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Subject: Re: [pki-tc] Measuring the success of PKI [was: PKI-TC charter issue]


Stephen wrote:

>Sorry Anders, I am not totally sure what you mean by "web sign".  Do you 
>mean applying digital signatures in thin client web apps?

The following is a fairly good description of web sign.  Page #6 is the actual definition.


>Personally I think that XMLsignatures is the key here, allowing more widespread 
>implementation of digital signatures in simple web forms. 


>We don't see a  lot of this yet for two reasons: (1) penetration of XML,
>and (2) more  importantly, we're in a PKI lull at the moment where developers and 
>architects don't see the point of doing dig sigs at all (which then 
>reinforces the slow uptake of XMLsignatures). 

I cannot verify this.  XML is huge.  XML signatures is in good use.  But it is
mostly happening on the server side as the client platform is still inferior


>But why should we measure the success of PKI by the percentage of the 
>general public using it?

It is at least one way to measure.  By doing that I would say that Sweden
is about FOUR MAGNITUDES more successful than the US :-)

>By its very nature it's not a ubiquitous  technology.  

I don't agree a single bit on that.  PKI will long-term become
more used than passwords for on-line services.

>A very big obstacle we all need to get over is the long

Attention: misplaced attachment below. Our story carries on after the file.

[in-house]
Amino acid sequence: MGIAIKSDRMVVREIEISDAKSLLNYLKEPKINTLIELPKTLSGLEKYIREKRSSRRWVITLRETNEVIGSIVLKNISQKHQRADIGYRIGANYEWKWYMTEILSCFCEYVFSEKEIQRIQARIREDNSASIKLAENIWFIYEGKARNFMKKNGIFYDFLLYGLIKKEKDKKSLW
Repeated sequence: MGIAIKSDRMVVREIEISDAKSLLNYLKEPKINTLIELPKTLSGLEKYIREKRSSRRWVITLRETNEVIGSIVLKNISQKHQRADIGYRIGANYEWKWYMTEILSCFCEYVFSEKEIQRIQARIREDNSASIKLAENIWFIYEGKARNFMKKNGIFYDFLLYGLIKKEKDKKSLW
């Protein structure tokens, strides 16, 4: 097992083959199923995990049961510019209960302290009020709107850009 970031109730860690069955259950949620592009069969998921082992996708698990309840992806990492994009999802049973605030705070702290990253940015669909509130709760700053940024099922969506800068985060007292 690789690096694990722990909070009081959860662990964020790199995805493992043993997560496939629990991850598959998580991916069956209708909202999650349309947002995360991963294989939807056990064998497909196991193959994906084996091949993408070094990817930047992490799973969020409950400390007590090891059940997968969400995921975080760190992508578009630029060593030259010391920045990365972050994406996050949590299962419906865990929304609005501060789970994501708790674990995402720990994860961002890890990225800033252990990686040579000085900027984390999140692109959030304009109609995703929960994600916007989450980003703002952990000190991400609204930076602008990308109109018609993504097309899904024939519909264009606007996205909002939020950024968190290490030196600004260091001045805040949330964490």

>lasting misconception that PKI would (or should be) be ubiquitous. 

Since 50% of the entire Swedish population can get a PKI cert
today, I have some problems with this statement of yours.  Maybe
you refer to the universal use of a specific PKI? That's another issue
in my opinion.  Which I agree on BTW.

>We (as PKI advocates in the TC) I think should be very happy if we were to see 
>PKI penetrate say 5% of the population, as long as it was the right 5%, 

We are as I told you far ahead of this goal already.  With EMV cards
for payments using PKI we get some 35% penetration of a special
purpose PKI.

>and led to major improvements in the way certain types of e-business -- 
>not all e-business -- is carried out. 

IMHO all e-business can without doubt benefit from using PKI
*technology* but that involves everything from EMV payments in
a shop to server-signed B2B POs.

What kind of e-business would not gain by using PKI technology?


>But there are countless applications where signatures are most definitely 
>required.  In Australia, large consulting projects in a wide range of 
>fields including medical prescriptions, pension funds management, and the 
>real estate industry, have analysed in detail the hundreds of instances 
>where the law here requires a person to sign something.  Very few of these 
>instances can be nicely automated online without PKI. 

I believe you are limiting the use of signatures by connecting it to law.
Digital signatures is a way to show intent.  That is, you can indeed
sign up for a dentist appointment using signatures.  This is already
implemented in Sweden.


>These are reasons for why internet banking with PKI is difficult, but my 
>point is that internet banking with PKI is not necessary.  The reason is 
>that internet retail banking works using the same rules as phone banking.  

Now you are into this legal business again.  PKI should be
compared to long passwords and OTPs.  PKI is MUCH more convenient